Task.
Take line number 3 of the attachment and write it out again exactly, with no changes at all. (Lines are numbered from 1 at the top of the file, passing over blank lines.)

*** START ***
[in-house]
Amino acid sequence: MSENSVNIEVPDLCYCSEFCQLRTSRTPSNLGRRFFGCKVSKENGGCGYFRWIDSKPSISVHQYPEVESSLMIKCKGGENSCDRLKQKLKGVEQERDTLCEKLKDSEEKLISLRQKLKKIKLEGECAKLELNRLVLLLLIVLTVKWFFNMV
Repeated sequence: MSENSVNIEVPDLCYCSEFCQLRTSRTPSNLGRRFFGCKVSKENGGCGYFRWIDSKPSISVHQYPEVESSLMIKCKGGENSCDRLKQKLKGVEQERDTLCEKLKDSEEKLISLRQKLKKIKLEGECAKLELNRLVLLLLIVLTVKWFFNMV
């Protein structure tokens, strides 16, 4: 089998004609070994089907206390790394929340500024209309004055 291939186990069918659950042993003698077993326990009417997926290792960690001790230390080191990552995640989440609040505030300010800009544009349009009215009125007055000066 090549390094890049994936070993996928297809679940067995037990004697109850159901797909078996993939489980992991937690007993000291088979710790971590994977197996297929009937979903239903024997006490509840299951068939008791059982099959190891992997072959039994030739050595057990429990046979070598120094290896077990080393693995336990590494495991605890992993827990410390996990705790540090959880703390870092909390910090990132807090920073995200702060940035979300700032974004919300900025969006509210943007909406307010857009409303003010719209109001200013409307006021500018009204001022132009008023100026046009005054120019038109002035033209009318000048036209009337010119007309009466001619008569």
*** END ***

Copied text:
Repeated sequence: MSENSVNIEVPDLCYCSEFCQLRTSRTPSNLGRRFFGCKVSKENGGCGYFRWIDSKPSISVHQYPEVESSLMIKCKGGENSCDRLKQKLKGVEQERDTLCEKLKDSEEKLISLRQKLKKIKLEGECAKLELNRLVLLLLIVLTVKWFFNMV